Section 50C-Sale of property at Lower Than Stamp Duty Value 

We all know that when a person sells his property then he has to pay the tax on the gain on sale of the property. Such gain shall be treated as capital gain unless he has a business of buying and selling of properties. At that time, the gain shall be taken as Profits from business and gains Income (PGBP). However, the government has the issue of the price at which the seller sold the property because it might be possible that the seller sold the property at high value but shown it at a lower price for tax purposes. In this case, the government has issued a circle rate of almost every society in our country which is nothing but a fair market value of that place. This price can be called a circle rate or fair market value rate or value as ascertained by stamp duty authority. When we are about to register the property then it is necessary that the price on which stamp duty is going to be paid by the buyer, should not be less than such circle rate value.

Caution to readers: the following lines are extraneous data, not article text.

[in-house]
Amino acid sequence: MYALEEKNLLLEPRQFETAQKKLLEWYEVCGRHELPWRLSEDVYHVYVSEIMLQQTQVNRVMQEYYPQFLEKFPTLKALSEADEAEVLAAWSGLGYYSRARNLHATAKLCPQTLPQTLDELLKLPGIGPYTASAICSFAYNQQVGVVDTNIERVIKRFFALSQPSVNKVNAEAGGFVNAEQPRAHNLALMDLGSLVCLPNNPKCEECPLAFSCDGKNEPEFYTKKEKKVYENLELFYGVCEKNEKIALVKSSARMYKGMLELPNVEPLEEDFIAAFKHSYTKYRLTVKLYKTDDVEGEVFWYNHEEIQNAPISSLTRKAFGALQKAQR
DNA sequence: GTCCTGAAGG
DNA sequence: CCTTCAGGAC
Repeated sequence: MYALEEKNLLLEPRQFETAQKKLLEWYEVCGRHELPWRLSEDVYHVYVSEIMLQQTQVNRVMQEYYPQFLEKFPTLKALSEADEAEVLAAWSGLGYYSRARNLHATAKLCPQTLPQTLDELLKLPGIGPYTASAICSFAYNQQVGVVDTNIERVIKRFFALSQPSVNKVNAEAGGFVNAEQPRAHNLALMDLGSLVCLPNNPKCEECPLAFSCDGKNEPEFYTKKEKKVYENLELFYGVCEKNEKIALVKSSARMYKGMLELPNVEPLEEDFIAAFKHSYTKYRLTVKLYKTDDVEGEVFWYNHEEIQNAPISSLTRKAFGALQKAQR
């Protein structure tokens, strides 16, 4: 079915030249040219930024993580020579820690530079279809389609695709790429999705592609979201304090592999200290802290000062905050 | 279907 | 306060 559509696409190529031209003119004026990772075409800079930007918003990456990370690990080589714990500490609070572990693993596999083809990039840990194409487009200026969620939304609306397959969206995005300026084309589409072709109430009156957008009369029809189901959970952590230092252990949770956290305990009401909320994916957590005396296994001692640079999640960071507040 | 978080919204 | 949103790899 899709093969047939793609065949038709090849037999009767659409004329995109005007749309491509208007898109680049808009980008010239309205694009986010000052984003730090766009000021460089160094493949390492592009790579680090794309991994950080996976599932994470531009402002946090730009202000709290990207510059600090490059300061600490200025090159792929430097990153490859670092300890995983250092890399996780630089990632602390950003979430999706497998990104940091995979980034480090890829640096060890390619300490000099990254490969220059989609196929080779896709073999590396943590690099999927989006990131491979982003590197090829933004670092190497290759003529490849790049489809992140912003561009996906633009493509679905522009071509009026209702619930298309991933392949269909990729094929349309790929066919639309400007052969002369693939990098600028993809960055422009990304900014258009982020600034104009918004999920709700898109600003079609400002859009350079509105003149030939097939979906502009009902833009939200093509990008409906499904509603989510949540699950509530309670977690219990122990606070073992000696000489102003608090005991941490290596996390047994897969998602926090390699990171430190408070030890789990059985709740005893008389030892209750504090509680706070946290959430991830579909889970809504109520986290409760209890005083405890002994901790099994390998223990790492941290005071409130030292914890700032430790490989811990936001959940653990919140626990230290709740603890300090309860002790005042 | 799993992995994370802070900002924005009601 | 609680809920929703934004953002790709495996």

Sale of property at lower than Stamp duty value

In this article, we will discuss, what will happen when you sell the property at a price at lower than the price as ascertained by the stamp duty authority and whether there is an option when you can sell the property at lower than such ascertained value.

Through this article, we will understand some sections of income tax i.e. 50C, 56(2)(x), 43CA of the income tax act, 1961.

First, let me clarify that this section is applicable to all assessee whether you are resident or Non-resident, domestic company or foreign company. So, let’s begin.